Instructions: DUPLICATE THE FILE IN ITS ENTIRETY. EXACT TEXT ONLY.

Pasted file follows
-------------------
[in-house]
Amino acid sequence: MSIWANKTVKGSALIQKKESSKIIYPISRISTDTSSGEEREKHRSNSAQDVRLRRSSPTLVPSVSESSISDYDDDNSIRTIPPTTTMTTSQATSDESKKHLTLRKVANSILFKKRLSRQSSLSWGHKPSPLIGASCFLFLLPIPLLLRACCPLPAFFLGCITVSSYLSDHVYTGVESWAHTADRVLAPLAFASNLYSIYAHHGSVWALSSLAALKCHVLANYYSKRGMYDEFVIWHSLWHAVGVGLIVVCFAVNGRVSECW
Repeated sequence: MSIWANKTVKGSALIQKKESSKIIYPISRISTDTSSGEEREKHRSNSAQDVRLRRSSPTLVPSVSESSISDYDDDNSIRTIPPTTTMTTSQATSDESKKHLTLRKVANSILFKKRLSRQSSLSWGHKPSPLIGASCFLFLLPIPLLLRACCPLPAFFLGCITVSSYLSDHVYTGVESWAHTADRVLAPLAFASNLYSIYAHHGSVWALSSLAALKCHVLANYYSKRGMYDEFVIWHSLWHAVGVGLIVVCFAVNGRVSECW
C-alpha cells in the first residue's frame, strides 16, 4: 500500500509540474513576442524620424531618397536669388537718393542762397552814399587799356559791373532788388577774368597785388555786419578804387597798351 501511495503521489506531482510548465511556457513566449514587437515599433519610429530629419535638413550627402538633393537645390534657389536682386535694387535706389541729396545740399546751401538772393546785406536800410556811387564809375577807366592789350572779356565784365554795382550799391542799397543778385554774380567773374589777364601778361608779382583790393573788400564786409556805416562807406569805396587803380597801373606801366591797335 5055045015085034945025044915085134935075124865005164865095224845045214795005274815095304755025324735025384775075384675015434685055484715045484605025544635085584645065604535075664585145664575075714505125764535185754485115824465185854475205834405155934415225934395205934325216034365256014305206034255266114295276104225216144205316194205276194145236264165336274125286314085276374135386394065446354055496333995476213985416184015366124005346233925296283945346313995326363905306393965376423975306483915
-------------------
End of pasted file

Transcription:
[in-house]
Amino acid sequence: MSIWANKTVKGSALIQKKESSKIIYPISRISTDTSSGEEREKHRSNSAQDVRLRRSSPTLVPSVSESSISDYDDDNSIRTIPPTTTMTTSQATSDESKKHLTLRKVANSILFKKRLSRQSSLSWGHKPSPLIGASCFLFLLPIPLLLRACCPLPAFFLGCITVSSYLSDHVYTGVESWAHTADRVLAPLAFASNLYSIYAHHGSVWALSSLAALKCHVLANYYSKRGMYDEFVIWHSLWHAVGVGLIVVCFAVNGRVSECW
Repeated sequence: MSIWANKTVKGSALIQKKESSKIIYPISRISTDTSSGEEREKHRSNSAQDVRLRRSSPTLVPSVSESSISDYDDDNSIRTIPPTTTMTTSQATSDESKKHLTLRKVANSILFKKRLSRQSSLSWGHKPSPLIGASCFLFLLPIPLLLRACCPLPAFFLGCITVSSYLSDHVYTGVESWAHTADRVLAPLAFASNLYSIYAHHGSVWALSSLAALKCHVLANYYSKRGMYDEFVIWHSLWHAVGVGLIVVCFAVNGRVSECW
C-alpha cells in the first residue's frame, strides 16, 4: 500500500509540474513576442524620424531618397536669388537718393542762397552814399587799356559791373532788388577774368597785388555786419578804387597798351 501511495503521489506531482510548465511556457513566449514587437515599433519610429530629419535638413550627402538633393537645390534657389536682386535694387535706389541729396545740399546751401538772393546785406536800410556811387564809375577807366592789350572779356565784365554795382550799391542799397543778385554774380567773374589777364601778361608779382583790393573788400564786409556805416562807406569805396587803380597801373606801366591797335 5055045015085034945025044915085134935075124865005164865095224845045214795005274815095304755025324735025384775075384675015434685055484715045484605025544635085584645065604535075664585145664575075714505125764535185754485115824465185854475205834405155934415225934395205934325216034365256014305206034255266114295276104225216144205316194205276194145236264165336274125286314085276374135386394065446354055496333995476213985416184015366124005346233925296283945346313995326363905306393965376423975306483915